Modern Russian airliners – where the mistake was made?

In the Cold War era, the Soviet Union developed and then introduced into active service several aircraft of the whole range of passenger air transport – from short regional travels to long haul, transcontinental flights. Airliners such as Tu-134, Tu-154 and Il-62 became the aviation icons of the Eastern Bloc, operated by passenger carriers from all over the world. However, the final, crisis years of the USSR, led to sudden interruption of the development of the new airliners. The situation remained unchanged after the collapse of the Soviet Union and, interestingly, still continues to this day.

For a number of years, the Soviet aviation – in principle – kept pace with the then contemporary trends in passenger aviation. The country´s construction bureaus designed several aircraft that allowed the Soviet Union to develop domestic and international passenger air transport, monopolised by the state aviation company Аэрофлот (Aeroflot). Specific relationship with other Eastern Bloc countries guaranteed the Soviet aircraft were also bought by their national airlines. In addition, the aeroplanes made in the USSR found several other customers in Asia, Africa and South America.

Short haul passenger transport, as well as connections with the remote areas in Siberia, were operated by simple but reliable aircraft, such as Antonov An-2, Ilyushin Il-12 and Il-14. In the 1950s, the Soviet Union developed a series of successful turboprop airliners for regional and medium haul routes, including Antonov An-10, An-24 and Ilyushin Il-18.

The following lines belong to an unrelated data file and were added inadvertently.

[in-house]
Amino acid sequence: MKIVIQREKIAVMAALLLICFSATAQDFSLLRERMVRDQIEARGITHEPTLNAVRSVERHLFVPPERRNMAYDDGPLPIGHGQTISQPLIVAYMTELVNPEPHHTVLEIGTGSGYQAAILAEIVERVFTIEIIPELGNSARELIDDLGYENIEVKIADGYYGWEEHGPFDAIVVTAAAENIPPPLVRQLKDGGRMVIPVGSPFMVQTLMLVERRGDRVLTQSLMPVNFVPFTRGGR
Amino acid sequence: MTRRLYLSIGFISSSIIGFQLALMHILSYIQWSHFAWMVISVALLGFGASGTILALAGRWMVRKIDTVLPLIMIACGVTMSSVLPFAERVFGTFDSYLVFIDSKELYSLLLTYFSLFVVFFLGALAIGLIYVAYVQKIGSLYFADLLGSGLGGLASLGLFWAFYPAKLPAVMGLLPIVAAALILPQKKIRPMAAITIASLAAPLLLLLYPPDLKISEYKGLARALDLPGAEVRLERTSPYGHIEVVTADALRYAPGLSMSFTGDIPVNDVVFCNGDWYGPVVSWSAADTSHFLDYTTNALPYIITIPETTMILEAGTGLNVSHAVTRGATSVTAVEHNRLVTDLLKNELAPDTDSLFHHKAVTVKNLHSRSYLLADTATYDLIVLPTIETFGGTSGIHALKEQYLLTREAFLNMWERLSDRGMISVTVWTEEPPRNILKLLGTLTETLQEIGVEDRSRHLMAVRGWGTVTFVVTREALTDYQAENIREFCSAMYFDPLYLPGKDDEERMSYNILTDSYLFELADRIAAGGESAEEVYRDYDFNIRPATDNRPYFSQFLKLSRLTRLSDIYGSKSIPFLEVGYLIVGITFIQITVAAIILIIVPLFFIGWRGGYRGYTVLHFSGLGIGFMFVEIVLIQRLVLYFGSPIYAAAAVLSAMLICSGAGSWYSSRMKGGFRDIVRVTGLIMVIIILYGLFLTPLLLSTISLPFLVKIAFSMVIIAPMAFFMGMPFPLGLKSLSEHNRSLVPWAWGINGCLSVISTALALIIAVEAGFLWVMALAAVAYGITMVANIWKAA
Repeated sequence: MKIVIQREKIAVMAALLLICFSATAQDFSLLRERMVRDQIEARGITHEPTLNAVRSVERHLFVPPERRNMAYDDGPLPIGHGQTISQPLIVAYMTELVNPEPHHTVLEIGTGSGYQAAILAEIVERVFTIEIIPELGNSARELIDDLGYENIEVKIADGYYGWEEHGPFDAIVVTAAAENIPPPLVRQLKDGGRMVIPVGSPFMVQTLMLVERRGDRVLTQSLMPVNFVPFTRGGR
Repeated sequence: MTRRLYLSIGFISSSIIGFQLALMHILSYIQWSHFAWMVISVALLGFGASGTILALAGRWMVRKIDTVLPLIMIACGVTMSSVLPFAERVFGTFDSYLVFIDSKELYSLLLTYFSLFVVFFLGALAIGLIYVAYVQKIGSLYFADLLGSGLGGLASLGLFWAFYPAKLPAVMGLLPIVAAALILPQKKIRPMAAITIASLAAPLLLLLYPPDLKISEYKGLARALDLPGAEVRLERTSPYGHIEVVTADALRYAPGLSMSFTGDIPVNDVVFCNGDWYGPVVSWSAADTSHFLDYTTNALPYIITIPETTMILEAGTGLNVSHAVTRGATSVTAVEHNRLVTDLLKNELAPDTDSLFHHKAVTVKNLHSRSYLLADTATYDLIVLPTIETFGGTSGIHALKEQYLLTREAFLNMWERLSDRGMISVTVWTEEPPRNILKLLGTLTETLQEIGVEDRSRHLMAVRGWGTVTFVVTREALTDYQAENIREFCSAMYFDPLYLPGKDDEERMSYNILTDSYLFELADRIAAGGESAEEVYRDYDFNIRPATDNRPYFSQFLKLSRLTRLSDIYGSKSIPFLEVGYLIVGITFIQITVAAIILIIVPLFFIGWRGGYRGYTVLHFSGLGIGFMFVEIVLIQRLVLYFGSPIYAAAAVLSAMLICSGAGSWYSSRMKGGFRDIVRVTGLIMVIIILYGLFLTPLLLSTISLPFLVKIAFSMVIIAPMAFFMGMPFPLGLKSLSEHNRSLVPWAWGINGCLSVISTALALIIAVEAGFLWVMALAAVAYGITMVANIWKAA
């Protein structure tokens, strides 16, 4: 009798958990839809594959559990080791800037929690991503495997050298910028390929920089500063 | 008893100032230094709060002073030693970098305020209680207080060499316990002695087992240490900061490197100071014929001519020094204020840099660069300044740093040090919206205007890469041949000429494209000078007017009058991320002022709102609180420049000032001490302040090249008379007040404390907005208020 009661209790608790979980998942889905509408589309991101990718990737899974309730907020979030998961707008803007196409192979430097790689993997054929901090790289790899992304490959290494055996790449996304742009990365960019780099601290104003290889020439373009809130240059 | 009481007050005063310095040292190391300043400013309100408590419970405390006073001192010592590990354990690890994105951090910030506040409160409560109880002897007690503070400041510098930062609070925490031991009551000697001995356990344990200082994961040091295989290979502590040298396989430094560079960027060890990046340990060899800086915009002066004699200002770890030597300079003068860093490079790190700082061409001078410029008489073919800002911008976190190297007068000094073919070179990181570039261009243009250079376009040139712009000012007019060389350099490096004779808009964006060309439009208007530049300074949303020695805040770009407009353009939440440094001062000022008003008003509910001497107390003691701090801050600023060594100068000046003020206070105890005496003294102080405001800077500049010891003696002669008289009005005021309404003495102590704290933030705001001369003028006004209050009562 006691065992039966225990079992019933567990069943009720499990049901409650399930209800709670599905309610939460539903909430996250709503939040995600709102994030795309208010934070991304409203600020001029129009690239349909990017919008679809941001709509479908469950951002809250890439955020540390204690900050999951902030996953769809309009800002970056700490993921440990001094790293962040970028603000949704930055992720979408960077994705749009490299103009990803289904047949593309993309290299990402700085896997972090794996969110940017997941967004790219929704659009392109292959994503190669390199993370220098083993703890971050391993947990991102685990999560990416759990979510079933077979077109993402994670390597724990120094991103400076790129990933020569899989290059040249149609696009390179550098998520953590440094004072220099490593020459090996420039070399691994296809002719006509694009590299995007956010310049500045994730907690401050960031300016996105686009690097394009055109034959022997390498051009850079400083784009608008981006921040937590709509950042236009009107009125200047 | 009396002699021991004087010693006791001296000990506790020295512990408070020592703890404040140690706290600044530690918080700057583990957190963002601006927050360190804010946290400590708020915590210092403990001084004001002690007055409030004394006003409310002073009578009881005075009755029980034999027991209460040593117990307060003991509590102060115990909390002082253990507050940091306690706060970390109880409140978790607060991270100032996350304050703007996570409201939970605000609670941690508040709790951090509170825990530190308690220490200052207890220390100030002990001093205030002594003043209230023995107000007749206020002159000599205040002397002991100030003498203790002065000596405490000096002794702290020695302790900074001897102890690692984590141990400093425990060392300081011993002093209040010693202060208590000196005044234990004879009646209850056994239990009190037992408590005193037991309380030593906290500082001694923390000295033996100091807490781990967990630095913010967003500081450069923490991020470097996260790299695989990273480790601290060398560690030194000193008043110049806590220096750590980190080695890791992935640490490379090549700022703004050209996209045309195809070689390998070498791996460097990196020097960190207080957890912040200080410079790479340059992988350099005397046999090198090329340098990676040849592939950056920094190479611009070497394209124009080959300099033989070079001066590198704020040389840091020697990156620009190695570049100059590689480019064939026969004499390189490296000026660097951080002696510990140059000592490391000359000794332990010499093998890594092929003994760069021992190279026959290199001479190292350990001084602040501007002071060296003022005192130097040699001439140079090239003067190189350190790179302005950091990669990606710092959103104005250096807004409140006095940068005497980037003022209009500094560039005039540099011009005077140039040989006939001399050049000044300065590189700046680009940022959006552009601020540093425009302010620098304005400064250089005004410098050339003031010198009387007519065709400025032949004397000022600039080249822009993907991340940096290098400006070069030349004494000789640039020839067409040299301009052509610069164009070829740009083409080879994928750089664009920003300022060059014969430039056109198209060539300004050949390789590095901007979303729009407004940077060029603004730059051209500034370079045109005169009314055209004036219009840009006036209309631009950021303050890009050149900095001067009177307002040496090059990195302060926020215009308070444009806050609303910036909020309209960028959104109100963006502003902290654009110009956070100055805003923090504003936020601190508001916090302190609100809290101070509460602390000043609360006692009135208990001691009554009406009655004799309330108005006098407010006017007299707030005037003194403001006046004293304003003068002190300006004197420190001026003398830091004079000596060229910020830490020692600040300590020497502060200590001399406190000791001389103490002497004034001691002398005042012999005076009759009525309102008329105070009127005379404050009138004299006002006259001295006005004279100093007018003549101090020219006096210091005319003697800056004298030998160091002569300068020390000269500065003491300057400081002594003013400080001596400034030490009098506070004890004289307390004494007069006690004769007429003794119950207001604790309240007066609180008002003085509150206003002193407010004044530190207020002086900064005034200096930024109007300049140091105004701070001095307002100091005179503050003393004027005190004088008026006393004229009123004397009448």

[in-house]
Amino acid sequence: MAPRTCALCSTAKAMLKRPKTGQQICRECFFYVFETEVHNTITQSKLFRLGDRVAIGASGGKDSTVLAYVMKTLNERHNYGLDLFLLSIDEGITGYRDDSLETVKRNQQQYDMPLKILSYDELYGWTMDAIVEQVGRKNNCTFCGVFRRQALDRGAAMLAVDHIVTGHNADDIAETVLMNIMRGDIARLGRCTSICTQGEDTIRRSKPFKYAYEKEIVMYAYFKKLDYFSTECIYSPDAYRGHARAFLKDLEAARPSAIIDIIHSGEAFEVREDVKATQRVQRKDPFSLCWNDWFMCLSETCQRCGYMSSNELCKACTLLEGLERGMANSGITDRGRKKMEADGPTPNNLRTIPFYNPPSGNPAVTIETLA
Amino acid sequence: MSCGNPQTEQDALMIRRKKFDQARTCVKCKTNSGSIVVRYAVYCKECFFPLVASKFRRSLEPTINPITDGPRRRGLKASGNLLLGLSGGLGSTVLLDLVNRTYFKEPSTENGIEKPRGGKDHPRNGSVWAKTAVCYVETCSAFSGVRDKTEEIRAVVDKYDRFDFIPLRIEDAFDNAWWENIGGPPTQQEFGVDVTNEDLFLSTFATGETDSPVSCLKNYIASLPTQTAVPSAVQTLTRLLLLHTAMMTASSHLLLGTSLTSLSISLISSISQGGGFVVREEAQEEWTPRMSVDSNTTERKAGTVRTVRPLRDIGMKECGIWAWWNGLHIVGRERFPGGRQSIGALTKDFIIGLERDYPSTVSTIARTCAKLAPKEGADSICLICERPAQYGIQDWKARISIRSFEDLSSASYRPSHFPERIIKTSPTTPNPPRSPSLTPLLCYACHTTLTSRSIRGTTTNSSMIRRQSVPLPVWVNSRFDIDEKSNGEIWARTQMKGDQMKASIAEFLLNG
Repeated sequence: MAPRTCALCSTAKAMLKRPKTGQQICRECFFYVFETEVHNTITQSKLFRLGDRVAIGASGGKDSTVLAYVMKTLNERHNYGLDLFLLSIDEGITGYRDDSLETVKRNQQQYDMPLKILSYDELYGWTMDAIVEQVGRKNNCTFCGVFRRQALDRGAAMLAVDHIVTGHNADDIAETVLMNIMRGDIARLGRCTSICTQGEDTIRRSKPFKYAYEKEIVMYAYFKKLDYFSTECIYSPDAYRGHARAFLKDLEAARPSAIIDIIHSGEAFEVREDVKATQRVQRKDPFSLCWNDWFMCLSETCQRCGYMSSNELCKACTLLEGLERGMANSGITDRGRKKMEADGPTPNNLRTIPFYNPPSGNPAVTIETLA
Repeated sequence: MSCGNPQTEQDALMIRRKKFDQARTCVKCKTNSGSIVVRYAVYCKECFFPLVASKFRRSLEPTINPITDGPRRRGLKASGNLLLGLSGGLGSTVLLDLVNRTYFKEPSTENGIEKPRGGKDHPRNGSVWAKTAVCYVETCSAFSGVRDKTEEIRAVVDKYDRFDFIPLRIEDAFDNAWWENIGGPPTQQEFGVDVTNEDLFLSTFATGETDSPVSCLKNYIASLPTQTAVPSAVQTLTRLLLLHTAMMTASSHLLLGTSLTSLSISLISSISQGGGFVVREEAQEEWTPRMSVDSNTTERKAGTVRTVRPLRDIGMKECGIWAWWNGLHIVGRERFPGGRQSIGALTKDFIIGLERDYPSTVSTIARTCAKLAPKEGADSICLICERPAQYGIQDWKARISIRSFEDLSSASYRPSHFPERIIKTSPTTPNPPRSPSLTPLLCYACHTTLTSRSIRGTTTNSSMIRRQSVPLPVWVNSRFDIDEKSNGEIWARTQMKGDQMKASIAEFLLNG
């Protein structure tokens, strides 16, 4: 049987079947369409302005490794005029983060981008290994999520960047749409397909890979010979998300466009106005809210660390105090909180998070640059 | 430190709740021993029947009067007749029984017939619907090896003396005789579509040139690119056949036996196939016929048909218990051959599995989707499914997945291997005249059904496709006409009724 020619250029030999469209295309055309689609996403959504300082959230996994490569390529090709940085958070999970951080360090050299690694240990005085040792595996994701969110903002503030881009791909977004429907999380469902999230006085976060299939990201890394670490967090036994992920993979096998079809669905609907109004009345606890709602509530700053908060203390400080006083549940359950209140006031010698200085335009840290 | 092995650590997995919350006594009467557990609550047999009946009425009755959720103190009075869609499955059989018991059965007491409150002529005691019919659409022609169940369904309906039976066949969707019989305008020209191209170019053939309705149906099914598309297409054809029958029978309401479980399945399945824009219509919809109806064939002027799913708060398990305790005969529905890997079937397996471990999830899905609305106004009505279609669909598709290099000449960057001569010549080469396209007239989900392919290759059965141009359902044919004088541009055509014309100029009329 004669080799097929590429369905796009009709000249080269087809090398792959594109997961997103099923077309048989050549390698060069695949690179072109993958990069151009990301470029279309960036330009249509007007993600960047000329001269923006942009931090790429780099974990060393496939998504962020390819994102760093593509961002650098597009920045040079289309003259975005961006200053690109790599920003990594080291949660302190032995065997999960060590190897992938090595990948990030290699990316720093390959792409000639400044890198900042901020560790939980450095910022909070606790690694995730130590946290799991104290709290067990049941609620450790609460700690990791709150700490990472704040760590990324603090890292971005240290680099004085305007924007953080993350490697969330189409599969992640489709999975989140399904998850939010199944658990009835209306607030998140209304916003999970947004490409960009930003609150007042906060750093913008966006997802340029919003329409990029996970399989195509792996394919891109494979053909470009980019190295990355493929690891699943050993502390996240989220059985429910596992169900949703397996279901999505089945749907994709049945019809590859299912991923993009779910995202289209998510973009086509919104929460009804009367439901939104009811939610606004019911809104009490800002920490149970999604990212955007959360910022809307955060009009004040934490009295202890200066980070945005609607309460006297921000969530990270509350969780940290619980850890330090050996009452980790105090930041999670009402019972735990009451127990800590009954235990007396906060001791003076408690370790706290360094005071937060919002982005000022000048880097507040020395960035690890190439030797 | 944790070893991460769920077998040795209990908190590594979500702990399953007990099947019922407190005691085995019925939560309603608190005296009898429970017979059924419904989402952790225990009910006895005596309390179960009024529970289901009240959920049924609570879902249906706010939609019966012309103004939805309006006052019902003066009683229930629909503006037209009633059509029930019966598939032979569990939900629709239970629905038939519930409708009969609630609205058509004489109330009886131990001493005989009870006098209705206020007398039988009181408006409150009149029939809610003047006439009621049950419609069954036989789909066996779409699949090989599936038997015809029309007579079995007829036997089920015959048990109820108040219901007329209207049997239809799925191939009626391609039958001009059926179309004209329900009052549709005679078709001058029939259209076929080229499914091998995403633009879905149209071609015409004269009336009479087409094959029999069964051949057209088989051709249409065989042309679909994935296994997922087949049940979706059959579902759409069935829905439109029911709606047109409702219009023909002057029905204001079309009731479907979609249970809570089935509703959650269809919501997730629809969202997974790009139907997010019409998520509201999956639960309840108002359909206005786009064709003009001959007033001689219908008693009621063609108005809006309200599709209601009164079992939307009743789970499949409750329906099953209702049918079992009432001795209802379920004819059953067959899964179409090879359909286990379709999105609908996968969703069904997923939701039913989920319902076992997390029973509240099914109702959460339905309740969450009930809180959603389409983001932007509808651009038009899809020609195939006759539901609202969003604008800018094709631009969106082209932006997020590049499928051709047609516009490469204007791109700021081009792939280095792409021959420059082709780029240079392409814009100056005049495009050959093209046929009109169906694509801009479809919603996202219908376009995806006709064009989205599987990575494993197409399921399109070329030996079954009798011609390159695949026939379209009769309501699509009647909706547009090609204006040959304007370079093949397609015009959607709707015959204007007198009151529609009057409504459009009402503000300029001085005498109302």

The USSR was a pioneering country in terms of jet-powered passenger aviation. Its first turbojet airliner, Tupolev Tu-104, was introduced into operational service in 1956, as the second passenger jet in the world (after the British-made de Havilland Comet). Moreover, due to some safety concerns with the Comet, the Tu-104 was the only operational passenger jet aircraft in the world until 1958.

That good streak continued through the two following decades. That period was marked by introduction of Tupolev Tu-114, long-range turboprop airliner (at the time of its introduction the largest and the fastest passenger aircraft in the world, also providing the longest range); Yakovlev Yak-40 short haul jet (later succeeded by its upgraded variant, Yak-42); Tupolev Tu-134 and Tu-154 medium range jets; long-range Ilyushin Il-62 and even the second supersonic passenger aircraft in the world, Tupolev Tu-144. For many years, the triad of the USSR airliners that included the Tu-134, Tu-154 and Il-62, was the symbol of development of the Eastern Bloc, as well as an icon of the Soviet aviation industry.

Tupolev Tu-104A (OK-LDA) in Kbely Aviation Museum, Prague

In the 1980s, the first signs of crisis appeared. Although the Soviet construction bureaus were still promptly reacting upon new world trends in the passenger air transport, the design and development stage lasted significantly longer and usually suffered from lack of sufficient funds.

Ilyushin Il-86 is one of the best examples of stagnation that impacted the Soviet aviation industry at that time. Development of that aeroplane began already in 1970 and it was intended to follow the latest trend in passenger flights, offered by comfortable, wide-body airliners.